Sign in to follow this  

OpenGL Set constant buffers every frame?

Recommended Posts

Funkymunky    1413

Do I have to call VSSetConstantBuffers/PSSetConstantBuffers every frame after calling VSSetShader/PSSetShader?  With OpenGL, you can call glBindBufferBase once to set up a binding point and then you don't have to call it again unless you want to bind a different buffer to the program.  But it seems like that's not the case with DirectX...?

Share this post

Link to post
Share on other sites
Hodgman    51234
You're binding the buffer to the device, not binding it to the shader.
If different shaders require different buffers, then yes, you have to rebind them.

The GL idea where the shader program object can have values bound to it is a leftover from the days when shader variables didn't actually exist in the hardware, so setting new values required the driver to recompile the shader.

Share this post

Link to post
Share on other sites
Funkymunky    1413

Okay.  It still seems excessive, since I'm not binding the buffer to the "device", I'm binding it to a program that exists within the device context.  It shouldn't change just because I've bound a different program and different buffers to that program.  The program still exists within the context, and as such any bindings to it should be maintained... but I can rebind them if that's the way DirectX works.

Share this post

Link to post
Share on other sites
Hodgman    51234

Okay.  It still seems excessive, since I'm not binding the buffer to the "device", I'm binding it to a program that exists within the device context.
There's times where each abstraction is more useful.


#1 say you've got a prop in a level, and you need to set it's position once, and after that it doesnt move. It's nice for that prop to have it's own "shader instance", which contains shader code, but also contains this positional data. Each time you render the prop, you can just tell GL to use this program.

#2 say you've got a camera, and you need to set it's position every frame. The vertex shader of every object needs to know the camera position. It's nice that you can put this data in a buffer and bind it to a particular slot on the device. Then when rendering every object, they automatically know about the camera, without the object being modified.


The first design (the GL2.x design) is fairly easy to emulate in D3D if you want to. Make your own structure that contains shader program pointers and constant buffer pointers. Make a function that accepts this structure and then binds all the resources inside it.


The second design (the D3D design) is really hard to emulate in GL2.x -- if you've got some data that is shared between 1000 "shader instances", you have to repeatedly set that same data 1000 times, instead of setting it just once.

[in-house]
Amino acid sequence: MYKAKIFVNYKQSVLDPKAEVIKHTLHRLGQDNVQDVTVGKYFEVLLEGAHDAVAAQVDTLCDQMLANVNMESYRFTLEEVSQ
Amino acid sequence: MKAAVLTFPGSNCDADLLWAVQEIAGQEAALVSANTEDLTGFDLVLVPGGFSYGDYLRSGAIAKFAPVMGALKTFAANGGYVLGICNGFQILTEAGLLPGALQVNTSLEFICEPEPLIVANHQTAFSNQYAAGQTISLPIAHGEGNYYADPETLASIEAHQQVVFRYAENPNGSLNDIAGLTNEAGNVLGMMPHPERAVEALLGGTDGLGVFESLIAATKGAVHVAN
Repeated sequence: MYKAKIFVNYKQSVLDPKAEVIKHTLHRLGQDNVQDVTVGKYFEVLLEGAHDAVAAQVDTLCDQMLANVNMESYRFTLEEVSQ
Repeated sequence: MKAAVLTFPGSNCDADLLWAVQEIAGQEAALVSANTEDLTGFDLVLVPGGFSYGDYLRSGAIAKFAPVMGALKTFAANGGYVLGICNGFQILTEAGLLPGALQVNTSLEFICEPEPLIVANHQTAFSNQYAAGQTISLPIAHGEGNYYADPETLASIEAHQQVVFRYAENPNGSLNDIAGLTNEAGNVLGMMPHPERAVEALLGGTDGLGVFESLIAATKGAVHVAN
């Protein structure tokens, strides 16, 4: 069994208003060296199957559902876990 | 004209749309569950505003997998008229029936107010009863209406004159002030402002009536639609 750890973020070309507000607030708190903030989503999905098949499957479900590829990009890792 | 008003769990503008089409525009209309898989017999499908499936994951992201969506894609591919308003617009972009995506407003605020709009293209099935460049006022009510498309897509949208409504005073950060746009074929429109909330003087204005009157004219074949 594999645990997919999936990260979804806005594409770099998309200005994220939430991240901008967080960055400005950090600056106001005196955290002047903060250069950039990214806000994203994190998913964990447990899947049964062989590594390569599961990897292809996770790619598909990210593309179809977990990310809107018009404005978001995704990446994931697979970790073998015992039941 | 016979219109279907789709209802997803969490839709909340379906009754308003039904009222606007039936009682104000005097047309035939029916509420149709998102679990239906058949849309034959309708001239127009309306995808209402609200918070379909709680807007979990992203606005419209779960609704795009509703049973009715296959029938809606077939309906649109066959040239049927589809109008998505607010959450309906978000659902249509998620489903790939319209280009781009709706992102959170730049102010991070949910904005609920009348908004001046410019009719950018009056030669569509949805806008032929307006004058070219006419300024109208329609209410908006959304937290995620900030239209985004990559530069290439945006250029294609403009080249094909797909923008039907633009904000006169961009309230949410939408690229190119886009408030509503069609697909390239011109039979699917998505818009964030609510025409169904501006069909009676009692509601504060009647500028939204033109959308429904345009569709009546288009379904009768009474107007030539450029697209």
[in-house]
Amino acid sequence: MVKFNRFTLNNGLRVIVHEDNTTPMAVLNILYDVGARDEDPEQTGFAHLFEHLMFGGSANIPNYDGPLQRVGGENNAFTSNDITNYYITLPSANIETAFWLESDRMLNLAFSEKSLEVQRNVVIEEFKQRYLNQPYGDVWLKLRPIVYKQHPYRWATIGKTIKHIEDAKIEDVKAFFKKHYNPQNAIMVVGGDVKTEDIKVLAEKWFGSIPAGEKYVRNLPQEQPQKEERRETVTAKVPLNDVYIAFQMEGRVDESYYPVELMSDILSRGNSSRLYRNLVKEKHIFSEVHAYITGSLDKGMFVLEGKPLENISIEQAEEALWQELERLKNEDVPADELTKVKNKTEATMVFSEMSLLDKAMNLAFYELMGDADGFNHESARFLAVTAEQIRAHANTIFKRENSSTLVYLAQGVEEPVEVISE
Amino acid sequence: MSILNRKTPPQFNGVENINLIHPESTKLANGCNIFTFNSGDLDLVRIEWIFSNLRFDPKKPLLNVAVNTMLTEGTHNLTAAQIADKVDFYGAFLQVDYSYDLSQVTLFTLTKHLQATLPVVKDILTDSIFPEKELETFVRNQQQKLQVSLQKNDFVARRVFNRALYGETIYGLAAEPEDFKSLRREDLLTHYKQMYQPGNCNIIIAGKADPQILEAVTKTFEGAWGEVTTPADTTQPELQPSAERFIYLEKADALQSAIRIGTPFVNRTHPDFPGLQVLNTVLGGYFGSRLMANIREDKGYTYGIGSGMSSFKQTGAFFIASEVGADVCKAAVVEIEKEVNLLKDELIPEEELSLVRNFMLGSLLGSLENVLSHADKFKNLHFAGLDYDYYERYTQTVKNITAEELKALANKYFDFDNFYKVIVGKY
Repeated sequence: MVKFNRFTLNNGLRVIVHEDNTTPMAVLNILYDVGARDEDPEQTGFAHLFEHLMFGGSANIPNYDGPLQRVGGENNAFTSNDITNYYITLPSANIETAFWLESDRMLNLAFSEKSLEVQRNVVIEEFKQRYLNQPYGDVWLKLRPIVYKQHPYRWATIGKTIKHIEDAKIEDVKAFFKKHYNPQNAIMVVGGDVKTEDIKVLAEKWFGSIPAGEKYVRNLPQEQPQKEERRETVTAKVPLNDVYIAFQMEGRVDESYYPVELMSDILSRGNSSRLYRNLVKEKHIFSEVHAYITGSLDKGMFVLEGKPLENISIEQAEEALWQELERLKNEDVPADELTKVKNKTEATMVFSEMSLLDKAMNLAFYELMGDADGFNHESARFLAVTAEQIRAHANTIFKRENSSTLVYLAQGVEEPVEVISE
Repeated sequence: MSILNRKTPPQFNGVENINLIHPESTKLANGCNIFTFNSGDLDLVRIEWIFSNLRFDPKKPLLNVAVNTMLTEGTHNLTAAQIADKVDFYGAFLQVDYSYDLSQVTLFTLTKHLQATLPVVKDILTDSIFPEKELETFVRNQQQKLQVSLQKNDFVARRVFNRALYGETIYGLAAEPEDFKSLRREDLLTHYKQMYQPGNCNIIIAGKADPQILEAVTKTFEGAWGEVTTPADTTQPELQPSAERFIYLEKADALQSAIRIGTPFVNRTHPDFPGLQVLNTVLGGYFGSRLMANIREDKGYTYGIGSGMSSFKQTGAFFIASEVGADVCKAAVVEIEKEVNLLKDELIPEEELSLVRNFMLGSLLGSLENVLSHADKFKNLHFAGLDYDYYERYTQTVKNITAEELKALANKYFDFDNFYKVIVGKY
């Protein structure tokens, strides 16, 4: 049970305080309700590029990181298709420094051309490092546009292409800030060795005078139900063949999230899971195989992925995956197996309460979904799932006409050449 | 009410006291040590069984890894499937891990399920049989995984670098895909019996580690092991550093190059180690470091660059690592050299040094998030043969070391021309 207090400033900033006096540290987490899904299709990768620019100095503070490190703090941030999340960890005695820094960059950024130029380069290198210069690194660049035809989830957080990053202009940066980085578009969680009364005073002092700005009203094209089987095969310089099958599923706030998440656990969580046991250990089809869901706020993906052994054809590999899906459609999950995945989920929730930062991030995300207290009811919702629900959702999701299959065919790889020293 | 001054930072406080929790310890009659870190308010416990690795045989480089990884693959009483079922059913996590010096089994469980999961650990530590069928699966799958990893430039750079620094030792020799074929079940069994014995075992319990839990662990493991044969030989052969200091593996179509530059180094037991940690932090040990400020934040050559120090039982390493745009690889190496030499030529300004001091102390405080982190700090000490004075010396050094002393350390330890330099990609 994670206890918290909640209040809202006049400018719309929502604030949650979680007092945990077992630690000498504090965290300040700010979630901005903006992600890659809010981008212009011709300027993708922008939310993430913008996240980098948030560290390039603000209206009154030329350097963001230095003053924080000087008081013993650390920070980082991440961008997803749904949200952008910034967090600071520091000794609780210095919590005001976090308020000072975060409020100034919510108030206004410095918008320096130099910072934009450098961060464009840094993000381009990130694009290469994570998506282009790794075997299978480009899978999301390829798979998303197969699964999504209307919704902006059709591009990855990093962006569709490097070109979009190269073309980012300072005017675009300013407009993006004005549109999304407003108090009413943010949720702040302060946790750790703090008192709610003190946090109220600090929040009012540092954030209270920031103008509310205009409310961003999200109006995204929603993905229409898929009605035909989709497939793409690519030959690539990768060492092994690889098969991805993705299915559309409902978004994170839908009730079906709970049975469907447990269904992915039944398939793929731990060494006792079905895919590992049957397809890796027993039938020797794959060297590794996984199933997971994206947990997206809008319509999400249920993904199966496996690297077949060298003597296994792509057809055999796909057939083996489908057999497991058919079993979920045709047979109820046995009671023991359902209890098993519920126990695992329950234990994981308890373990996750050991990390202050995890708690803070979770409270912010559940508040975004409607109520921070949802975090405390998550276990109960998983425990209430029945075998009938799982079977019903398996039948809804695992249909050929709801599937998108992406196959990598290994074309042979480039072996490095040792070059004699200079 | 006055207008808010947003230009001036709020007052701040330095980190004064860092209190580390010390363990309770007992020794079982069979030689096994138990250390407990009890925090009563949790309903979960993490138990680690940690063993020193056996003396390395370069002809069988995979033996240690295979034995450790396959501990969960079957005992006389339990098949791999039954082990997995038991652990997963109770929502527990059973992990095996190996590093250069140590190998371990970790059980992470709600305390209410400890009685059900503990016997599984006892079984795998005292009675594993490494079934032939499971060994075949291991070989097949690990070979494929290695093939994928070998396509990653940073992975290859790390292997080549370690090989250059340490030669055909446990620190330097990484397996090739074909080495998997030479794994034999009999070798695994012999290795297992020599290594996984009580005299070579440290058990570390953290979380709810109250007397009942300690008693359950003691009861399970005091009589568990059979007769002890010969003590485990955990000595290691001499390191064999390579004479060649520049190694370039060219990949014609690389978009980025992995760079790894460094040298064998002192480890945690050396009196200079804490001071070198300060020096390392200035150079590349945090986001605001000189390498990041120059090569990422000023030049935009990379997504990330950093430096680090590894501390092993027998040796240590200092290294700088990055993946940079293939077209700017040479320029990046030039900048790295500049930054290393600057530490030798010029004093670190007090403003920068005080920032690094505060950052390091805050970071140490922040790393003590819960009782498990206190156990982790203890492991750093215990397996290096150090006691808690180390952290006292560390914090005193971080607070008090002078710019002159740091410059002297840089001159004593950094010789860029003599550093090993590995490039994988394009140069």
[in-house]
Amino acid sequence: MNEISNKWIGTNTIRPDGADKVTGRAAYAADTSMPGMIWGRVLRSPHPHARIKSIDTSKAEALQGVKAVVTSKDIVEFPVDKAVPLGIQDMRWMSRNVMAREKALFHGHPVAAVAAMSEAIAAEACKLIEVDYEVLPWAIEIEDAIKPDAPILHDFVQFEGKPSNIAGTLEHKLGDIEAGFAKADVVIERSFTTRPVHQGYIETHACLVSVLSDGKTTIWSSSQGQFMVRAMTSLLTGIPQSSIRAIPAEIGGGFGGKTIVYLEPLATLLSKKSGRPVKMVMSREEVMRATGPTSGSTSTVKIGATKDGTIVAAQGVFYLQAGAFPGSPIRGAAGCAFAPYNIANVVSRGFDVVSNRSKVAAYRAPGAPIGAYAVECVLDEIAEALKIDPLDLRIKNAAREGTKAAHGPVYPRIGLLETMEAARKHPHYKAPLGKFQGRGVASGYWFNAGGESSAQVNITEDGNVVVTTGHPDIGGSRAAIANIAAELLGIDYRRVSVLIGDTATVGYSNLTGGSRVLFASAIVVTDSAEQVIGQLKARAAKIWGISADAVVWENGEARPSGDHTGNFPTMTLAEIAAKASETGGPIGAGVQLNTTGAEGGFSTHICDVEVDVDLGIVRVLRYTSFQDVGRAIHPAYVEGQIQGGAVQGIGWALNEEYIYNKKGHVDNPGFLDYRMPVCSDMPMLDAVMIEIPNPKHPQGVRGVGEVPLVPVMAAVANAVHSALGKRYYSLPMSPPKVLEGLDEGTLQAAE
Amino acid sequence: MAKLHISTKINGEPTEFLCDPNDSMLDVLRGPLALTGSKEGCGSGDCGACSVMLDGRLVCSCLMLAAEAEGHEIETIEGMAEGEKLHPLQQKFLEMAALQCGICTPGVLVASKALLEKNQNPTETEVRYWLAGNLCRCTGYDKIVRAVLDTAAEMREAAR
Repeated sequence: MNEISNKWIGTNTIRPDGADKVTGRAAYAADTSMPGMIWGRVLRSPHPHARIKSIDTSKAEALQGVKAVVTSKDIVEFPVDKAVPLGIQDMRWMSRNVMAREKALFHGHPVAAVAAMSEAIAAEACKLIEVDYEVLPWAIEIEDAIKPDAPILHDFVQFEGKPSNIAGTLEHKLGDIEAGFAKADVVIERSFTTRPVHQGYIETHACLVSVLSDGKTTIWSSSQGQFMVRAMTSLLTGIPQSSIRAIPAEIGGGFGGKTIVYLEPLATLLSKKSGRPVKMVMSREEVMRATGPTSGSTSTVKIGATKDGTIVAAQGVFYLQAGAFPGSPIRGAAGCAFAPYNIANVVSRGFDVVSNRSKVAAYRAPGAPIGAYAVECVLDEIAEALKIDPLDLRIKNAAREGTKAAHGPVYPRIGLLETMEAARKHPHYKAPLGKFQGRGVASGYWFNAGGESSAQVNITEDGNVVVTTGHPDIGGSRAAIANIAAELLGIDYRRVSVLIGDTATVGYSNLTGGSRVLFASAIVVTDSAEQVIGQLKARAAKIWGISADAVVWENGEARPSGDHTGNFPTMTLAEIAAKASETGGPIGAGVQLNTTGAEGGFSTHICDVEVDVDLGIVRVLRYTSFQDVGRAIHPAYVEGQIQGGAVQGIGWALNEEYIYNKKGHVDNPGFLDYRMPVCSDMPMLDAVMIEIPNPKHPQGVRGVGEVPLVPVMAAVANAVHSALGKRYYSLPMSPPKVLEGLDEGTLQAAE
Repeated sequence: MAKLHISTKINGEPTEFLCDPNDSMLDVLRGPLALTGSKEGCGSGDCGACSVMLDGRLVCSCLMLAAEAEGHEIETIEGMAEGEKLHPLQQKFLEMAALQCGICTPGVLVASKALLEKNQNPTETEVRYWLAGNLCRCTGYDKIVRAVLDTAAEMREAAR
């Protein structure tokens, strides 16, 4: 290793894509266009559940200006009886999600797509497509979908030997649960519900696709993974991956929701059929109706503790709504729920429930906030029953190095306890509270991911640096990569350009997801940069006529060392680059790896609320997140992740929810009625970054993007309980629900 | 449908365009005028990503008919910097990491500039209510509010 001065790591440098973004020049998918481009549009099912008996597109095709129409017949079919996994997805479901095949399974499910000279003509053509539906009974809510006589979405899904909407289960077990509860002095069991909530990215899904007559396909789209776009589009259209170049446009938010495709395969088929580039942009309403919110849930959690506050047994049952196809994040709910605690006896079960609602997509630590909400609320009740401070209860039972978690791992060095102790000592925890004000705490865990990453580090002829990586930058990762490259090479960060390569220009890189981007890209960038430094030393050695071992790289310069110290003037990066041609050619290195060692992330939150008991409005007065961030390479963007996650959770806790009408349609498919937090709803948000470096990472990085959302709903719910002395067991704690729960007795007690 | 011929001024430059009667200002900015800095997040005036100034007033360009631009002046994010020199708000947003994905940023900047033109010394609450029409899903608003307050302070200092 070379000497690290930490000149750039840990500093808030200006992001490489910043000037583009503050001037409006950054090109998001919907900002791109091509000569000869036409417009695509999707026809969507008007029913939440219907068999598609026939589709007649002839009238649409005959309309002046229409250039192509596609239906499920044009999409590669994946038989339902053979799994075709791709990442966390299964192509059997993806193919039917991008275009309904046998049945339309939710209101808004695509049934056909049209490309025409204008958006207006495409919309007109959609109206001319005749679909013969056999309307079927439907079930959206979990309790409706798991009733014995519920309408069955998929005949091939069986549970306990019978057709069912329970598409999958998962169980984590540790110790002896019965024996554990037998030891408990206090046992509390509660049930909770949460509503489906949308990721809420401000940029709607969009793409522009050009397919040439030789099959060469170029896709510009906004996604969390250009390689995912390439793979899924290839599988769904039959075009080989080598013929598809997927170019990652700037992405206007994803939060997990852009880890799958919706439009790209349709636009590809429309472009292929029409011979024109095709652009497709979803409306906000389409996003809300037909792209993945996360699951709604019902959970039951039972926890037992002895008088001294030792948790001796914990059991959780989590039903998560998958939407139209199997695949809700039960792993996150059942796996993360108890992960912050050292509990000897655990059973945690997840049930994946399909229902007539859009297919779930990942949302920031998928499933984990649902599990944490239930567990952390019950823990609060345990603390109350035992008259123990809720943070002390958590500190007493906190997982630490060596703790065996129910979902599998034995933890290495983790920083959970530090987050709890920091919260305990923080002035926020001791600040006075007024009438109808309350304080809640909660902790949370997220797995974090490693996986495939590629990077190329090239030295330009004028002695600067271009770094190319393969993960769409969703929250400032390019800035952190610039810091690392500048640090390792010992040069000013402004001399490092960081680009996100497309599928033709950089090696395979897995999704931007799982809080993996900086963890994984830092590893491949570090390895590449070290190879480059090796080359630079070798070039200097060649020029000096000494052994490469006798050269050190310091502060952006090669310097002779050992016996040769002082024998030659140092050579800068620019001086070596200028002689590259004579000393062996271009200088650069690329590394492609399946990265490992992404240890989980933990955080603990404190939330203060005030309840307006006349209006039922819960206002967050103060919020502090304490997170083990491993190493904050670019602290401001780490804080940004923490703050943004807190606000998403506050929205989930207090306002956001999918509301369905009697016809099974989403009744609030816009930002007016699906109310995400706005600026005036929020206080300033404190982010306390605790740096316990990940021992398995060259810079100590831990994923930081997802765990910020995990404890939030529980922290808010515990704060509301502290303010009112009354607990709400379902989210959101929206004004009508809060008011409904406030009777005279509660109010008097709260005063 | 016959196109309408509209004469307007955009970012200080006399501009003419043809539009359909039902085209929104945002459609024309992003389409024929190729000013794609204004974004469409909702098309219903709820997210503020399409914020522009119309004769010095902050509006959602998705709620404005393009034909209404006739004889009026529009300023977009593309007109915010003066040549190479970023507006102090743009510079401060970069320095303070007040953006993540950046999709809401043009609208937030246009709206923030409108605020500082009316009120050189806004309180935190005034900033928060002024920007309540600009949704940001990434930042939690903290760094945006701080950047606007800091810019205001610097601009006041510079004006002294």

Because of this, I have to say I prefer the D3D API design, because it lets you quite efficiently write code that works like #1 or #2, whereas GL2.x is horribly inefficient when you try and use use-case #2 with it (data shared between many instances). N.B. with GL3.x, you also have the option of binding shader data in a D3D-like manner happy.png

Share this post

Link to post
Share on other sites
mhagain    13430

With the GL2.x design you can use glVertexAttrib calls to sort-of-kind-of emulate the D3D design; it's not perfect owing to the more limited number of attrib slots and the fact that it's a VS-only solution, but it can be done.


With D3D10+ constant buffer bindings belong to the device (context), not the program, as Hodgman has pointed out.  In theory that means that there are only two times you ever need to call *SetConstantBuffers: once during startup, and once again if your display mode changes and you need to chuck the current state/bindings.  Of course, that assumes that you design your cbuffers so that the number of them you use is more limited, i.e. instead of a different cbuffer type for different object types, you design a common cbuffer type for all objects.


D3D10+ has absolutely no concept whatsoever of binding a buffer to a "program" (the concept of a "program object" as GL defines it doesn't even exist in any version of D3D).  Constant buffers in D3D10+ work the same way as vertex and index buffers do in both D3D and OpenGL: set them once and they're available to all shaders, and changing the shader doesn't affect that.


This is honestly a design problem in your code rather than an API problem.  It reads to me as though the lower-level API-specific stuff has been allowed to bubble-up and influence the design of your higher-level abstraction layer.  Instead of an abstraction layer that models renderable objects, you've probably got one that resembles a wrapper around OpenGL, and now you're trying to shoehorn an API with some different thinking behind it into it.  If that's the case, then you really should go back and fix that first, otherwise other API differences are just going to continue to bite you as you proceed.